Pubdate: Sat, 16 Apr 2016
Source: Globe and Mail (Canada)
Copyright: 2016 The Globe and Mail Company
Author: Sean Fine
Page: 12


The Supreme Court of Canada has sounded a death knell for mandatory 
minimum jail sentences passed by the former Conservative government, 
indirectly sending a message to the Liberal government to get on with 
the job of undoing Harper-era laws that put judges in a sentencing 

In two separate rulings that stress the importance of judges' 
discretion, the court struck at the heart of former prime minister 
Stephen Harper's crime agenda.

In the first one, it said a mandatory minimum sentence of one year 
for drug traffickers who have a previous trafficking conviction is 
cruel and unusual punishment, and therefore unconstitutional.

The ruling went on to say that other mandatory minimum sentences are 
similarly vulnerable to being struck down. The former Conservative 
government created 60 minimum sentences for gun, drug, sex and other 
offences. Canada has the second most minimums in the world, after the 
United States, according to the Criminal Lawyers' Association.

"The reality is this," Chief Justice Beverley McLachlin, author of 
both rulings, wrote for the majority in a 6-3 decision. "Mandatory 
minimum sentences that, as here, apply to offences that can be 
committed in various ways, under a broad array of circumstances and 
by a wide range of people are vulnerable to constitutional challenge."

In a second case, this one unanimous, it struck down a provision of 
the Truth in Sentencing Act that said people denied bail because of a 
criminal record cannot be given extra credit for the time in custody 
before trial - that is, no more than one day credit for each day 
served. Judges routinely give those awaiting trial 1.5 days credit 
for each day served, after a previous Supreme Court ruling allowed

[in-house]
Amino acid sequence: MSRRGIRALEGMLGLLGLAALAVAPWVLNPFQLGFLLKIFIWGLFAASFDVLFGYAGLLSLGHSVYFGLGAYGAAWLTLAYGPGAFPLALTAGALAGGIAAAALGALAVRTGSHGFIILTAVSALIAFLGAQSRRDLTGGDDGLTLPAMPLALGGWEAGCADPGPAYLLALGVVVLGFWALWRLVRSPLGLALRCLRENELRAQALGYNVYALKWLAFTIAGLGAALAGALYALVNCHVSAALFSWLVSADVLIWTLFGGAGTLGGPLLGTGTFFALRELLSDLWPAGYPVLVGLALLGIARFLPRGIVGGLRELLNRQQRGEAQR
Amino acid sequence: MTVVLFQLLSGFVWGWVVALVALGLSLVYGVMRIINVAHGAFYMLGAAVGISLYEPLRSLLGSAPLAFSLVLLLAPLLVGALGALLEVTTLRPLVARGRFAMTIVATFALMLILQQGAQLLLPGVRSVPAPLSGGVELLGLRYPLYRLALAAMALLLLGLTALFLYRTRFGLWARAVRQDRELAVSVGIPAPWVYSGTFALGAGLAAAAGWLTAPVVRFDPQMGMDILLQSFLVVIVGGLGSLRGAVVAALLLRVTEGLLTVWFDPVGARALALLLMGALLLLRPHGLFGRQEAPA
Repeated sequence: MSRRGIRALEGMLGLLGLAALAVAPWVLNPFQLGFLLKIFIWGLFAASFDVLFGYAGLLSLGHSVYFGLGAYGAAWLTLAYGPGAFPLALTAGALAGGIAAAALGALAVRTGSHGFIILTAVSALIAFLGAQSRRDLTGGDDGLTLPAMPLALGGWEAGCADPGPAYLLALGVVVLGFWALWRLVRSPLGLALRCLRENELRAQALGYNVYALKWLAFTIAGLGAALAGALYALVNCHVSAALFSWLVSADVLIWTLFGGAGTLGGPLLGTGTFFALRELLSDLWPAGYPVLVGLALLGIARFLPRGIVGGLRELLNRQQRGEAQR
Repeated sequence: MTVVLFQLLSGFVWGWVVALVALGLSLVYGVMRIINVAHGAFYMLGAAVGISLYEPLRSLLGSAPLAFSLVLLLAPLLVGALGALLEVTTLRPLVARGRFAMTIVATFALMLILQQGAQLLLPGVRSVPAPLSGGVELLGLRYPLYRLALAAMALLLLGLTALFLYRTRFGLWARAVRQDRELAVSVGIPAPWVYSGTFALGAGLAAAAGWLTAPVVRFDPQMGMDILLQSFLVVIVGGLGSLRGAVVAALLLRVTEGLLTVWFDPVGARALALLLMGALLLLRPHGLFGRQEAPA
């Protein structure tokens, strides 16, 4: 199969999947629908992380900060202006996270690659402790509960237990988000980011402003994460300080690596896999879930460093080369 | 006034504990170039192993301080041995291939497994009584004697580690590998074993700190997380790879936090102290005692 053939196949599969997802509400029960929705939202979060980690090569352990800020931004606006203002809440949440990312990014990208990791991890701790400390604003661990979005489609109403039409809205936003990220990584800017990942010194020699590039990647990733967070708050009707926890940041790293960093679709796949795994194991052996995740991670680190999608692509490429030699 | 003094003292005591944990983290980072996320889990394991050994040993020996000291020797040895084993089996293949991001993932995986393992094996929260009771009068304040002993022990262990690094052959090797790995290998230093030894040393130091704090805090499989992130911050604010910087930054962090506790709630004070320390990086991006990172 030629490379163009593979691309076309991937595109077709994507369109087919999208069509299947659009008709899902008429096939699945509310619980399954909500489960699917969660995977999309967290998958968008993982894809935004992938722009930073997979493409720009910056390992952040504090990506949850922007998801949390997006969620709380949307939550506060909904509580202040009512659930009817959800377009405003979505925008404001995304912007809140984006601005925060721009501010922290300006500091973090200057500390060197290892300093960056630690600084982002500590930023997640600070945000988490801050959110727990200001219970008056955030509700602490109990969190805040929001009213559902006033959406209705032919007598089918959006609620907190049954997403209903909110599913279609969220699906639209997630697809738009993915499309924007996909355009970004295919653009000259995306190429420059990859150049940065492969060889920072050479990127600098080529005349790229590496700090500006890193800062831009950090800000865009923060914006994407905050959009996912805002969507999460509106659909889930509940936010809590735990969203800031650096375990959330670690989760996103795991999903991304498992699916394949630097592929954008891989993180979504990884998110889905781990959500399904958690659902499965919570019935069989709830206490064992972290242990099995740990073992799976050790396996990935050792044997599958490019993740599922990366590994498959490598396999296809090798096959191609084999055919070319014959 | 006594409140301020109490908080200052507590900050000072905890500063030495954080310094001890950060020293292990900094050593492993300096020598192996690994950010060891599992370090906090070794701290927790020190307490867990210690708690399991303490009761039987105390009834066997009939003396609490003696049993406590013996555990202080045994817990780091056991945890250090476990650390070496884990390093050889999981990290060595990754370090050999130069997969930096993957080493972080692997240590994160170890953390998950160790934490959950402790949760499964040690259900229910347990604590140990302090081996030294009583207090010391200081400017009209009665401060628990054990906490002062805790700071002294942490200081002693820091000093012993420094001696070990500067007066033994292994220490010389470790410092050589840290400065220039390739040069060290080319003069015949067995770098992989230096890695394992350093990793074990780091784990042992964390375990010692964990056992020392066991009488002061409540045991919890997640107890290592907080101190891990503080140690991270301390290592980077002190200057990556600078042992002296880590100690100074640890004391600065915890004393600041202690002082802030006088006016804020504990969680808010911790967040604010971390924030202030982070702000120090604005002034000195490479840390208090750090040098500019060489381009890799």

them to do so, over the objections of the Harper government.

The effect of the rulings will be large. The Truth in Sentencing 
ruling will mean thousands of people each year will serve less time 
in jail, Jill Presser, a Toronto lawyer, said. And if the Trudeau 
government fails to do something about mandatory minimums, it will be 
faced with defending laws passed by another government, and with poor 
odds of winning in court.

Justice Minister Jody Wilson-Raybould said in a statement that the 
government supports mandatory minimums to some extent, as long as 
they are consistent with the Charter of Rights and Freedoms, and that 
Prime Minister Justin Trudeau has asked her to do a comprehensive 
review of changes to the justice system. That review will include the 
use of mandatory minimums, she said.

"The government supports the use of mandatory minimum penalties for 
the most serious crimes, and crucially, only where they are 
consistent with the Charter."

Rob Nicholson, the Conservative Party's justice critic, said the 
party was disappointed in the rulings. "Canadians tend to lose faith 
in the criminal justice system when they feel that the punishment 
does not fit the crime. We would hope the Liberal government's 
response to today's ruling would reflect Canadians' overall desire to 
get tough on criminals, especially drug dealers."

The mandatory-minimum ruling came in a case involving an addict, 
Joseph Lloyd, 25, living in Vancouver's impoverished Downtown 
Eastside, who sold drugs to his fellow addicts to support his habit. 
The court said that while a year in jail was a fair sentence for him, 
the mandatory minimum was cruel and unusual punishment on the basis 
of "reasonable hypotheticals" - such as a case in which addicts were 
merely sharing their drugs with one another.

It was the same legal argument - using hypothetical cases to strike 
down a three-year minimum sentence for illegal gun possession - that 
sparked a stinging dissent from three judges last year, written by 
Justice Michael Moldaver (who this time was in the majority). The 
three dissenting judges on Friday - Justices Richard Wagner, Clement 
Gascon and Russell Brown - wrote an unusual, jointly authored 
dissent, suggesting the desire for a stronger collective objection 
than an individually written dissent might achieve.

Despite the presence of Justice Brown - a vociferous, sharp-edged 
blogger when he was a law professor at the University of Alberta - 
their dissent was mildly worded. They rejected the shared-drugs 
example as imaginary, and said the court has struck down mandatory 
minimums only twice before. They reminded the majority of perhaps the 
most notorious mandatory-minimum case in Canadian history - life with 
no parole for at least 10 years for Robert Latimer in 2001, after 
being convicted of second-degree murder in the mercy killing of his 
disabled daughter. In that case, the court rejected Mr. Latimer's 
challenge to the minimum sentence.
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MAP posted-by: Jay Bergstrom